Pittsburgh Penguins

Baldwin's specialty was buying franchises with very little of his own money invested. For example, his actual cash investment in the Penguins was just $1,000. The rest was assumed debt and capital provided by other partners. His purchase of the Penguins was bankrolled largely by Morris Belzberg. Baldwin served as the Penguins chairman of the board and represented the club on the NHL Board of Governors. Under his direction the Penguins won the Stanley Cup, one Patrick Division regular season title, four Northeast Division titles, and one President's Trophy.

Baldwin and his partners created The American Hockey League expansion franchise in Wilkes-Barre, Pennsylvania in 1999 as the minor league affiliate of the NHL Penguins. When Belzberg left the ownership group, Baldwin recruited Roger Marino, a Boston investor. By that time, the Penguins were struggling financially and wound up declaring bankruptcy in November 1998.


In 2010, he was elected as an inaugural inductee into the World Hockey Association Hall of Fame in the builders category.[9]

Baldwin Entertainment Group

In addition to his interest in professional hockey, Baldwin has also enjoyed a successful career in film as a producer with his wife and producing partner, Karen Mulvihill Baldwin.[10] The Baldwins produced such films as Mystery, Alaska, Sudden Death, From the Hip, Spellbinder, and Joshua, among others.[10]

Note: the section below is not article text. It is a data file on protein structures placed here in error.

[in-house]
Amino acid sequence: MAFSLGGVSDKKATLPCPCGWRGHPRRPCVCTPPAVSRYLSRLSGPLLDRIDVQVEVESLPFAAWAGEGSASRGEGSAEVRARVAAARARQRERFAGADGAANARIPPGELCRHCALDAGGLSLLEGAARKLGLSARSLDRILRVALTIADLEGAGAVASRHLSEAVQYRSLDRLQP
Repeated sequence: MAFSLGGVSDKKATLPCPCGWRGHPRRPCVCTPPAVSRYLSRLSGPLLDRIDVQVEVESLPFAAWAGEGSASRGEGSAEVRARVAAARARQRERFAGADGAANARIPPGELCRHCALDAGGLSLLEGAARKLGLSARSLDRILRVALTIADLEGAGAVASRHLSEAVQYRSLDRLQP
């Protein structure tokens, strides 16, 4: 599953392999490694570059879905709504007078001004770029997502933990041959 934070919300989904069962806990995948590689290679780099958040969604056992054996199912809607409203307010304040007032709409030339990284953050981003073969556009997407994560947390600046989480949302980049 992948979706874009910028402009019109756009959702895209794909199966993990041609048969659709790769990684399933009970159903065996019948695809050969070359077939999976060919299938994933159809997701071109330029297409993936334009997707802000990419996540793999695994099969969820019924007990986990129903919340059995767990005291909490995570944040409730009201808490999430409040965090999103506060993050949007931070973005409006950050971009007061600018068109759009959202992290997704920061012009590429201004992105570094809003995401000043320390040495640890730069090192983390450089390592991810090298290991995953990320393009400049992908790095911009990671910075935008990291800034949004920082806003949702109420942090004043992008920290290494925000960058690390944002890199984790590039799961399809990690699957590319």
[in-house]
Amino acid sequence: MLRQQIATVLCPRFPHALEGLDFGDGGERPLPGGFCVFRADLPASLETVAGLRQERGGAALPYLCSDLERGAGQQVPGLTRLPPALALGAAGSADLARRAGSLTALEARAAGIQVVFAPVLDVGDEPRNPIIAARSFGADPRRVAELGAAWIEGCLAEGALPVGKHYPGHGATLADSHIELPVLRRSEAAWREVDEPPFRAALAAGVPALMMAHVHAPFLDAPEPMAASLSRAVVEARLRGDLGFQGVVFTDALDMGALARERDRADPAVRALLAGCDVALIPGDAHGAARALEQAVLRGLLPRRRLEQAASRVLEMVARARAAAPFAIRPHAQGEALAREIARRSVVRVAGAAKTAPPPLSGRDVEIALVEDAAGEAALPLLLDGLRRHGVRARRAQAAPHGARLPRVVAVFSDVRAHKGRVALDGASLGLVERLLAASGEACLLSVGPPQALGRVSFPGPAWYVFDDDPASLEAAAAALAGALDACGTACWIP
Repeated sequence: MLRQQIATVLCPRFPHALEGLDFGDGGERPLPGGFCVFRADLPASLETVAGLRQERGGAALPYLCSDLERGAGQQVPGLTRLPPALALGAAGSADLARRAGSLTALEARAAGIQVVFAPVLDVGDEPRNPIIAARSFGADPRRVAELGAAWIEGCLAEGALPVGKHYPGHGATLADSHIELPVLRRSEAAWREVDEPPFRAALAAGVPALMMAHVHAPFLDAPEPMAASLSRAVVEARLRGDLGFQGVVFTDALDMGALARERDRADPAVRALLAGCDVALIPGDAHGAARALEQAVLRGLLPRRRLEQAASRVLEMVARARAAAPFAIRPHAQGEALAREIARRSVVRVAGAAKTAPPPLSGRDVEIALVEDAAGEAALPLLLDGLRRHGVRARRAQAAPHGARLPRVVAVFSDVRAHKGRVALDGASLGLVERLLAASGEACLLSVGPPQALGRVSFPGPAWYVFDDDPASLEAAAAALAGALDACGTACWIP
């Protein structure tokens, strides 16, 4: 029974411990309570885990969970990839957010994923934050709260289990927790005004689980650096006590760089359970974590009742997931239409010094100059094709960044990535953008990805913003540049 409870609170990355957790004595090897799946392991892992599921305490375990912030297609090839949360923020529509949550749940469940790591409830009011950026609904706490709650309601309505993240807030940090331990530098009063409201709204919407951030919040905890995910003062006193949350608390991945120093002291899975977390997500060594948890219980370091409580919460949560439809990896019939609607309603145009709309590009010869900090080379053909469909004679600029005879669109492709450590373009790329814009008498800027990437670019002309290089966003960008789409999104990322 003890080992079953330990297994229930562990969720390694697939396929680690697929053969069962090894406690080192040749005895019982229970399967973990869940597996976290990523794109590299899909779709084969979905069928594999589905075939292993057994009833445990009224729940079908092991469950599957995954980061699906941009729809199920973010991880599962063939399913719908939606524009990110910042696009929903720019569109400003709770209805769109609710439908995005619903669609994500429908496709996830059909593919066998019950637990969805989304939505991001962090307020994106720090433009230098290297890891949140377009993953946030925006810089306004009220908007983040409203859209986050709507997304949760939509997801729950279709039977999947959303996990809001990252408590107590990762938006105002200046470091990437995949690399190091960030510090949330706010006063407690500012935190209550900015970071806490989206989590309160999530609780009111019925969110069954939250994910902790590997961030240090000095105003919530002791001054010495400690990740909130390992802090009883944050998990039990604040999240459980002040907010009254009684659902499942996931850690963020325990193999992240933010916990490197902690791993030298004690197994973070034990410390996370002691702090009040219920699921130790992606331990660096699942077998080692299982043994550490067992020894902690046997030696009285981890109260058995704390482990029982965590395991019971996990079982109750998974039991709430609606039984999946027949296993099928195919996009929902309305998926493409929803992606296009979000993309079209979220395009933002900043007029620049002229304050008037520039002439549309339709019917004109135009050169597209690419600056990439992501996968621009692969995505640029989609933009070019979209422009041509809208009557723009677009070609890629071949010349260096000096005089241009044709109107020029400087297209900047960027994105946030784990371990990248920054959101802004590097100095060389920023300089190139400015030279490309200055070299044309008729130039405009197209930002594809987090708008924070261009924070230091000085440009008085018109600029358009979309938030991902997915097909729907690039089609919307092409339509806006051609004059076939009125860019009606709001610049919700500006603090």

1. Rose Weld Baldwin obituary,; accessed March 8, 2017.
  2. "Gulls' Baldwin Close to Buying the Penguins : Hockey: San Diego team's co-owner involved in deal for defending Stanley Cup champions". Los Angeles Times. October 4, 1991. Retrieved September 23, 2018.
  4. ; accessed May 09, 2017.
  5. ; accessed May 09, 2017.
  6. Whalers Sports & Entertainment; accessed May 22, 2015.
  7. Profile,; accessed May 22, 2015.
  8. "Deal Will Keep North Stars in Minnesota". Los Angeles Times. May 3, 1990. Retrieved September 23, 2018.
  9. Profile,; accessed May 22, 2015.
  10. Karen Mulvihill Baldwin profile,; accessed May 22, 2015.